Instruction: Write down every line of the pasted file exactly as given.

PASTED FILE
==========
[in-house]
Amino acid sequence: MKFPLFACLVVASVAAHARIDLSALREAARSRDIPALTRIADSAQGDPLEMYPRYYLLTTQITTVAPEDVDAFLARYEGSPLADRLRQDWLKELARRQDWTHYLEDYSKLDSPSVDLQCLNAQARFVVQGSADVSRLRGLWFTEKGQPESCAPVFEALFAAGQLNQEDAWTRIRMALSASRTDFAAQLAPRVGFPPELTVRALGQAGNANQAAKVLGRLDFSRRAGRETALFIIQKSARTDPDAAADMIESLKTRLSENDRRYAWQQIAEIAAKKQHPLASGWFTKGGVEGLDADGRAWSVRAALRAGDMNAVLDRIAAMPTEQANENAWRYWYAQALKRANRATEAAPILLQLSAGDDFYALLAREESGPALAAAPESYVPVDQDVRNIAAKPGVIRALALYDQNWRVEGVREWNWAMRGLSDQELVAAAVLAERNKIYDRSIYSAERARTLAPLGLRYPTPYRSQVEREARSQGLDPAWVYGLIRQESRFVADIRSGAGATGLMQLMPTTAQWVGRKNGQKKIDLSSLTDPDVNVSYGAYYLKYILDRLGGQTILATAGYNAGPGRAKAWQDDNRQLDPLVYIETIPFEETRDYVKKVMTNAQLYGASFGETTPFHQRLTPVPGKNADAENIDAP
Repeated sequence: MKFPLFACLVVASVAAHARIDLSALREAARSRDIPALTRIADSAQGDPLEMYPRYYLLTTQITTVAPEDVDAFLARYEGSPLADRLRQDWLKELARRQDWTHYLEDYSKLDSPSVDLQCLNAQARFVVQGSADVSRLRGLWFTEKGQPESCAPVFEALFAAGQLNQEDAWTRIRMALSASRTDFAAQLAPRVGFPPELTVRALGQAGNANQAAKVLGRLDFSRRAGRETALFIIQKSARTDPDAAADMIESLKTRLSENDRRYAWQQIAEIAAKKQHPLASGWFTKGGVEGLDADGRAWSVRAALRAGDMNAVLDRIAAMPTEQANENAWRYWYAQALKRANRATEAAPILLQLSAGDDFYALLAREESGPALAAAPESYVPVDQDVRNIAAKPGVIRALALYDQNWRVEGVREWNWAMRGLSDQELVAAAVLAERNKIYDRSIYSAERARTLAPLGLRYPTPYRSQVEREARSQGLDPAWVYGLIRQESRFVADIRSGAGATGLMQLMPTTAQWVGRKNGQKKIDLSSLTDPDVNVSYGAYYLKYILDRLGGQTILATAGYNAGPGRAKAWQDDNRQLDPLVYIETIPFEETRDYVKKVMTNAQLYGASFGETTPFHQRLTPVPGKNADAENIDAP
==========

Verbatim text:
[in-house]
Amino acid sequence: MKFPLFACLVVASVAAHARIDLSALREAARSRDIPALTRIADSAQGDPLEMYPRYYLLTTQITTVAPEDVDAFLARYEGSPLADRLRQDWLKELARRQDWTHYLEDYSKLDSPSVDLQCLNAQARFVVQGSADVSRLRGLWFTEKGQPESCAPVFEALFAAGQLNQEDAWTRIRMALSASRTDFAAQLAPRVGFPPELTVRALGQAGNANQAAKVLGRLDFSRRAGRETALFIIQKSARTDPDAAADMIESLKTRLSENDRRYAWQQIAEIAAKKQHPLASGWFTKGGVEGLDADGRAWSVRAALRAGDMNAVLDRIAAMPTEQANENAWRYWYAQALKRANRATEAAPILLQLSAGDDFYALLAREESGPALAAAPESYVPVDQDVRNIAAKPGVIRALALYDQNWRVEGVREWNWAMRGLSDQELVAAAVLAERNKIYDRSIYSAERARTLAPLGLRYPTPYRSQVEREARSQGLDPAWVYGLIRQESRFVADIRSGAGATGLMQLMPTTAQWVGRKNGQKKIDLSSLTDPDVNVSYGAYYLKYILDRLGGQTILATAGYNAGPGRAKAWQDDNRQLDPLVYIETIPFEETRDYVKKVMTNAQLYGASFGETTPFHQRLTPVPGKNADAENIDAP
Repeated sequence: MKFPLFACLVVASVAAHARIDLSALREAARSRDIPALTRIADSAQGDPLEMYPRYYLLTTQITTVAPEDVDAFLARYEGSPLADRLRQDWLKELARRQDWTHYLEDYSKLDSPSVDLQCLNAQARFVVQGSADVSRLRGLWFTEKGQPESCAPVFEALFAAGQLNQEDAWTRIRMALSASRTDFAAQLAPRVGFPPELTVRALGQAGNANQAAKVLGRLDFSRRAGRETALFIIQKSARTDPDAAADMIESLKTRLSENDRRYAWQQIAEIAAKKQHPLASGWFTKGGVEGLDADGRAWSVRAALRAGDMNAVLDRIAAMPTEQANENAWRYWYAQALKRANRATEAAPILLQLSAGDDFYALLAREESGPALAAAPESYVPVDQDVRNIAAKPGVIRALALYDQNWRVEGVREWNWAMRGLSDQELVAAAVLAERNKIYDRSIYSAERARTLAPLGLRYPTPYRSQVEREARSQGLDPAWVYGLIRQESRFVADIRSGAGATGLMQLMPTTAQWVGRKNGQKKIDLSSLTDPDVNVSYGAYYLKYILDRLGGQTILATAGYNAGPGRAKAWQDDNRQLDPLVYIETIPFEETRDYVKKVMTNAQLYGASFGETTPFHQRLTPVPGKNADAENIDAP